Heinz Endowments president retiring
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The top job at Pittsburgh's second-largest philanthropy is up for grabs now that The Heinz Endowments President Maxwell King intends to retire next spring, having given away more than $500 million in grants in nine years at the helm.
"I love the work," he said in an interview, but it's "time to go on to the next phase of life. I will be 64. That ain't young."
Officials within the nonprofit foundation community expect 46-year-old Grant Oliphant, Heinz's vice president of programs and planning and a former staff member of the late U.S. Sen. John Heinz, to be a strong contender for the high-profile position, which currently pays Mr. King a base salary of $390,000.
A seven-person nominating committee led by foundation chair Teresa Heinz Kerry will consider external as well as internal candidates, having "tentatively identified" Washington, D.C.-based search firm Russell-Reynolds to assist with a national selection process that likely will conclude at the end of 2007, Mr. King told staff members yesterday in an e-mail. Mr. King will not serve on the search committee, which also includes three sons of the late senator -- John, Andre and Chris -- as well as Heinz Endowments board members James Walton, Carol Brown and Judy Davenport.
"Nothing in my professional life has given me such satisfaction and pleasure as my experience working here," wrote Mr. King, former editor of The Philadelphia Inquirer, who turned 63 in May.
"But I'm older . . . and it's time."
With $1.4 billion in assets, The Heinz Endowments is one of the 50 largest foundations in the United States, second only to the $2 billion Richard King Mellon Foundation in the Pittsburgh area. Handing out an average of $60 million a year in grants, it remains a key source of support for countless nonprofit organizations that depend on Heinz's money to fund arts, education, economic development, children and family programs.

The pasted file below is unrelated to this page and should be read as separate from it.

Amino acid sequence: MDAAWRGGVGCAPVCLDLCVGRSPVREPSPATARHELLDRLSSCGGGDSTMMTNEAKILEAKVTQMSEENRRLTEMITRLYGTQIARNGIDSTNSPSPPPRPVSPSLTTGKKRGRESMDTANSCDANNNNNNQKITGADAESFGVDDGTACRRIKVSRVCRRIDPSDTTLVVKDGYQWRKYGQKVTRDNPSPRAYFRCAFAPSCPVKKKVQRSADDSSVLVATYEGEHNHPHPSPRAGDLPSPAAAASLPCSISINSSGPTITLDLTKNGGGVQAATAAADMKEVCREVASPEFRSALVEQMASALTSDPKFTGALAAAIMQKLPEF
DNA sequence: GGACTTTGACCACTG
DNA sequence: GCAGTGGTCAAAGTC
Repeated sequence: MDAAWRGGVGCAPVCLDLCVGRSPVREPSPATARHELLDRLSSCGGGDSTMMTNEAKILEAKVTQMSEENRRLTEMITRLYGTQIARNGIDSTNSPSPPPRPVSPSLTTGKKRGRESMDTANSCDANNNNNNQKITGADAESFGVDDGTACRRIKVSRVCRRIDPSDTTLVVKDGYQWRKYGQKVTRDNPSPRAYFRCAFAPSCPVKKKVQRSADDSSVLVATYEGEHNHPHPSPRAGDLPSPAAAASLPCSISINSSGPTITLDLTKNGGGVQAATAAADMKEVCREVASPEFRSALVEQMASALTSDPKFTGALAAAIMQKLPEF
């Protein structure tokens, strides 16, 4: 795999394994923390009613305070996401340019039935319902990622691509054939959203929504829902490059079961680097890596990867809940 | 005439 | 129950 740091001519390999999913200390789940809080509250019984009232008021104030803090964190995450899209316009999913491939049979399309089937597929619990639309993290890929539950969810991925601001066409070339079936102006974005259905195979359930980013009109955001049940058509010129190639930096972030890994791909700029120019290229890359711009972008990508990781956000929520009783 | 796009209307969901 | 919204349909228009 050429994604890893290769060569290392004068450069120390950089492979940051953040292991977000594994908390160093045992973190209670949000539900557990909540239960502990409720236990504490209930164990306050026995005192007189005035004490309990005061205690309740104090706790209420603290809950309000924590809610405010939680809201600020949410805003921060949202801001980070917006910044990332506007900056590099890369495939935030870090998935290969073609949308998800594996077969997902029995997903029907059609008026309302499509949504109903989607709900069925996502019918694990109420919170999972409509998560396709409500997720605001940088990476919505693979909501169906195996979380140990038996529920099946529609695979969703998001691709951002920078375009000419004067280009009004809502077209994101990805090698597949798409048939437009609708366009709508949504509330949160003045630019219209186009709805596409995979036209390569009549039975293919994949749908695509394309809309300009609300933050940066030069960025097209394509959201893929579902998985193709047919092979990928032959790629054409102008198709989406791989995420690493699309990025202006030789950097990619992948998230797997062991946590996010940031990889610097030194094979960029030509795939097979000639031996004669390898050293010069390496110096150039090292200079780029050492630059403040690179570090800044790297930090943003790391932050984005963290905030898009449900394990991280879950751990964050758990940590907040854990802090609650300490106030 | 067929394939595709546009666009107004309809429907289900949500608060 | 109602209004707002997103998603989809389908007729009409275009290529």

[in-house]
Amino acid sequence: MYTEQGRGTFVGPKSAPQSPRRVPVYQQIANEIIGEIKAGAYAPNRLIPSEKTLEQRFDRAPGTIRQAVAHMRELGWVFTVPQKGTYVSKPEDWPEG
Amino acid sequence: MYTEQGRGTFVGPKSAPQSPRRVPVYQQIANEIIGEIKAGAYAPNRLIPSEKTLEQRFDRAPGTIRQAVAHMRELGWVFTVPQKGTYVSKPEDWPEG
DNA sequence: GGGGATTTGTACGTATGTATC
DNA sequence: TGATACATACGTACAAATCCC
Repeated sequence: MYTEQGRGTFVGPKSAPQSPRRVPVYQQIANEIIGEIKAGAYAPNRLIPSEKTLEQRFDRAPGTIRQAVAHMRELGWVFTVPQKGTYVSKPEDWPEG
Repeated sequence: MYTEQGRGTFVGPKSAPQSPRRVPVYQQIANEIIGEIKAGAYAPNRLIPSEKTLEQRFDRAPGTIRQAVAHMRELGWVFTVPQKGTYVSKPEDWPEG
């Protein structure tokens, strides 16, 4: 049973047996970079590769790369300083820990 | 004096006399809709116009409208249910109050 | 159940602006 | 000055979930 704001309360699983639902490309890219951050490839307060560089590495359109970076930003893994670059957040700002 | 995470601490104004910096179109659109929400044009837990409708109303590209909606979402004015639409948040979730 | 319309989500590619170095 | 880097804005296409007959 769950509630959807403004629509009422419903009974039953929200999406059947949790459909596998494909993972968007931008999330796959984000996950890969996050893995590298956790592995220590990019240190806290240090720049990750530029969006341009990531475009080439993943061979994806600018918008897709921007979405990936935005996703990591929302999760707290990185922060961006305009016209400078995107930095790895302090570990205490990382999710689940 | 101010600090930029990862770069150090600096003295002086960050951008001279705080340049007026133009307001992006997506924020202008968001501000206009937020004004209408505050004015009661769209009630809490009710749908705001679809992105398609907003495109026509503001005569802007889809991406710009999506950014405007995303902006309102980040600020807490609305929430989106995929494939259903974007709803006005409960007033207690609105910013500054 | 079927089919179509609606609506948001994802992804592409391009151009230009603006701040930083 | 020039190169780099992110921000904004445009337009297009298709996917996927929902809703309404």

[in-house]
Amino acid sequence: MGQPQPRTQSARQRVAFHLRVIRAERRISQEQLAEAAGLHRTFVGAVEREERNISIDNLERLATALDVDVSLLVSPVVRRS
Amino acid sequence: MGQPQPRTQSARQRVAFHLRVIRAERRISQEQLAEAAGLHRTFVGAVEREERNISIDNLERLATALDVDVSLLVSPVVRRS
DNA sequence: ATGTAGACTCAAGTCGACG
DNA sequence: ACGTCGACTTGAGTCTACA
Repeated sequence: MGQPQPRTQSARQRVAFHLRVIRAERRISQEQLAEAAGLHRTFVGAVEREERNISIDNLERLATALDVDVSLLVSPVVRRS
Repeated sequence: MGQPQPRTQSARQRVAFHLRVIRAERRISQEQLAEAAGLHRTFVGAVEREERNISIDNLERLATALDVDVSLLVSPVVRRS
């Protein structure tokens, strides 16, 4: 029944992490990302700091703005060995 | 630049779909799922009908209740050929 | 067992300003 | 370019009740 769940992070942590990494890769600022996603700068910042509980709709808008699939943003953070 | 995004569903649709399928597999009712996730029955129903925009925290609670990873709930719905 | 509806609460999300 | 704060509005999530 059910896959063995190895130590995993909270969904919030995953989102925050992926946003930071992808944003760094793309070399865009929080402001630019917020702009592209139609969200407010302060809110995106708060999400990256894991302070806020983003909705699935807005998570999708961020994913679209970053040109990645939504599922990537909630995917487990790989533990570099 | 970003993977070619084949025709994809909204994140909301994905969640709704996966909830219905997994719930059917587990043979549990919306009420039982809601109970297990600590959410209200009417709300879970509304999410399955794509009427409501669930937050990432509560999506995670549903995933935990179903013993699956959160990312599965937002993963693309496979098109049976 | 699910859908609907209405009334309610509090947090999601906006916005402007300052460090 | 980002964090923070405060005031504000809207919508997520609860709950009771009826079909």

It unveiled a new funding strategy this spring that allocates 30 percent of its annual spending over the next five years to reform of the Pittsburgh Public Schools; an improvement in the quality and pace of Downtown real estate development; and support for economic development projects that combine the pursuit of technological innovation with a concern for the environment.
The sharpening of focus means some traditional grantees will receive less money -- or no money at all.
"That will be painful," Mr. King said in March.
The former newspaperman brought a brawling style to the stodgy world of philanthropy, urging greater transparency and accountability from a sector that traditionally is quiet about its affairs. The act that attracted the most attention was his 2002 decision, made with two other local foundations, to pull $3.7 million from the Pittsburgh Public Schools and to announce that withdrawal at a news conference. The funding was later restored after reforms were made.
McCune Foundation Director Hank Beukema called Mr. King a person of "high energy and high content" who "wanted to get things done and wasn't satisfied with the status quo or a laissez-faire approach to getting work done. I found in his approach to things a kindred spirit."
While "it is not like the rest of us were comatose before he showed up" in 1999, Mr. Beukema added, "his track record shows he was not afraid to take on difficult challenges."
Before he leaves, Mr. King intends to focus on making city and county government more efficient, on improving the quality of Pittsburgh's public school system and on developing economic opportunities. He cited his membership on a panel led by University of Pittsburgh Chancellor Mark Nordenberg created to study greater cooperation and consolidation between city and county government.
Asked if he has time to accomplish everything on his agenda, Mr. King said, "it remains to be seen about local government. Can we make changes that represent a really progressive approach? I am still hopeful."
Mr. King maintains that his decision to leave has nothing to do with a collapse last November from cardiac arrest while at the Carnegie Museum of Art. In fact, he has made a full recovery. "I have never felt better physically than I do right now," he said.
Mr. King and his wife Peggy intend to stay in the Pittsburgh area instead of moving to New England, as originally planned when they arrived in 1999. He hopes to serve on local boards and find an "interesting" writing project that draws from the heritage of southwestern Pennsylvania.
First Published June 4, 2007 11:40 pm